Canadians Investing in US Real Estate (Part 1)
Identifying a suitable income producing property
The financial crisis created tremendous real estate investment opportunities in the United States. With the dramatic fall in home values, from their peaks in 2006 to their depths in early 2009, savvy investors arguably had the chance of a lifetime.
For Canadians, investing in U.S. real estate is not a new topic. For example, who doesn’t know of a “snowbird”?
While Jan Gao isn’t a snowbird, she began investing in U.S. real estate at the right time.
Gao, an accountant by profession, is principal of Canhome Consulting, a business she started to provide one-stop full services to help investors invest efficiently, and more importantly, avoid potential pitfalls in U.S. real estate investing.
“I love properties. I believe that property investments are one of the best investments in our life,” she said.
While disappointed with returns on equity and mutual fund investments, she was more interested in properties and housing-related professions.
The process Gao went through to identify suitable income-producing properties is instructive, as many Canadians would likely be able to see themselves in her situation after paying off their mortgages and perhaps having reservations about the stock market.
Gao, who is based in Ottawa, looked at Canadian real estate and quickly realized how much cheaper U.S. real estate was, especially after the financial crisis. In fact, Canadian house prices have risen 16 percent in the past five years, according to the Teranet-National Bank Composite House Price Index. Meanwhile, U.S. home prices, as measured by the S&P/Case-Schiller index, fell 11 percent over the same period.
Process of Elimination
For Gao, the process began with examining distressed markets. The key factors were areas with a young, stable work force with renting demand, a good rental market (meaning higher rent per square foot and shorter average days on the market), and relatively easy access for visiting, if needed.
In considering the states of Florida, Michigan, Nevada, Arizona, Illinois, and Ohio, Gao settled on Florida—in particular South Florida.
Florida has nice weather, flights are cheap from her Ottawa base, and, most importantly, housing is affordable. Arizona was a possibility except for the distance from Ottawa, low rents, and state income tax. Florida also does not have state income tax.
After spending considerable time doing online research prior to making her first trip in over 10 years in 2009, she settled on a condo in Hollywood, a city in Broward County about half an hour from Miami.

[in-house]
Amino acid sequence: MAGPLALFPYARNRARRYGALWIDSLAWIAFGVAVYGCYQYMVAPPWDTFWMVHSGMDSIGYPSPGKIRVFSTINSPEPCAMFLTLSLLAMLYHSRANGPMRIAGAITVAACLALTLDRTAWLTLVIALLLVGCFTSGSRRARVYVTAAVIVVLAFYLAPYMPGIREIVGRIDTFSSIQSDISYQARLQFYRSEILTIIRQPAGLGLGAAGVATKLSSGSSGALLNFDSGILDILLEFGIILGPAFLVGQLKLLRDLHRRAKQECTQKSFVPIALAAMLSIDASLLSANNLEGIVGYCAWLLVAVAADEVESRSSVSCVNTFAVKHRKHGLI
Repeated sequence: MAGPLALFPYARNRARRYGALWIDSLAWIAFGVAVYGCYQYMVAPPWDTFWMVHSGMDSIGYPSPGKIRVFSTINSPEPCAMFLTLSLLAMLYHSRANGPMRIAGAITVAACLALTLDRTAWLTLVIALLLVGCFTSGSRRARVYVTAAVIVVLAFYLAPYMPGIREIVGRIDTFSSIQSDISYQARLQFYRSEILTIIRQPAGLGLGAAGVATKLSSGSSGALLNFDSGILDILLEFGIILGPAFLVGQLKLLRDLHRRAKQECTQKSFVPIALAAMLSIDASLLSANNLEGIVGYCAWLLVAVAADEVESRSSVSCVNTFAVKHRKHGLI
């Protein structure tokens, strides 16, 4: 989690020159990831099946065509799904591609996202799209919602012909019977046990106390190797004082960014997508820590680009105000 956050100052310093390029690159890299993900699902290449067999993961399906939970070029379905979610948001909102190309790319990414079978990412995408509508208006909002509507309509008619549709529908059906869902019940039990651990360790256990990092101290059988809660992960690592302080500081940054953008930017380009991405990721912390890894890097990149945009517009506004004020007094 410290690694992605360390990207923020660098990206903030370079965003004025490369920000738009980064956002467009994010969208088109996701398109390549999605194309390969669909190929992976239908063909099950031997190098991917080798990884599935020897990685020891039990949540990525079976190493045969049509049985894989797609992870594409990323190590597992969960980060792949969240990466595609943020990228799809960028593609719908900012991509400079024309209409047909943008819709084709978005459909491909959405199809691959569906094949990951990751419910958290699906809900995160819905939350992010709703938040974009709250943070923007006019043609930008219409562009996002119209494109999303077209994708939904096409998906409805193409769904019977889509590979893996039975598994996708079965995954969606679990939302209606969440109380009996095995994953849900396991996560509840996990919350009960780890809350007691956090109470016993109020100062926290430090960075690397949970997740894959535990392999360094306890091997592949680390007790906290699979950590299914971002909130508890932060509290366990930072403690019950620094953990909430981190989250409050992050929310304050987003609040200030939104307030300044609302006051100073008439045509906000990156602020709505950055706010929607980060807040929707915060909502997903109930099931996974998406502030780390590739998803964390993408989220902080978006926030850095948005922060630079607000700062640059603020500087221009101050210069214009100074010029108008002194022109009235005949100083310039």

The counties of Miami-Dade and Broward are less tied to the tourism/theme park-related industries as locations in Central Florida, which could be more adversely affected in a recession.
“Whenever I want to invest, I can’t just rely on one industry,” Gao said. With the good diversity of employment in South Florida, that criterion was met.
Gao also focused mostly on condos or townhouses in gated communities. Single-family detached homes don’t rent as well and have added maintenance and insurance costs.
In 2009, the first place Gao bought was a three-bedroom, two-bathroom condo on a golf course built in 1997. It had all the amenities including a gym, clubhouse, and pool. She purchased it for one-third of what the prior owner had paid, as it was in foreclosure.
The S&P/Case-Schiller U.S. National Home Price Index showed a record decline of 18.9 percent in the first quarter of 2009.
“I knew I could rent it,” Gao said. “It’s all about location, condition, and amenities.” The new condo was rented for $1,400 per month a day after the $95,000 purchase closed.
It was a tricky time to be buying property given the flood of houses being put on the market, and it took several calls and emails to get an agent to respond to her.
Most Canadians will not try to get a U.S. mortgage, and as such, transactions are typically all done in cash coming from Canada. The New York Times reported over the weekend that 65 percent of all homes sold in Miami in the first three months of the year were all-cash deals. This is up significantly from 16 percent in 2007.
Post crisis, the U.S. banking system has been much tougher with its lending regulations, making it much more difficult to take out mortgages. Also, large investment funds have been gobbling up residential properties.
“No one wants a mortgage, it’s all cash sales,” Gao said.
Buying a property outside Canada is a managed risk. Unlike a stock that can be worth zero, the physical asset that is a house and land provides a floor to the value. One almost has to ask oneself: “How wrong can it be?”
This is Part 1 of a two-part series. Part 2 will focus on additional purchasing considerations, mistakes to avoid, and the current state of U.S. housing.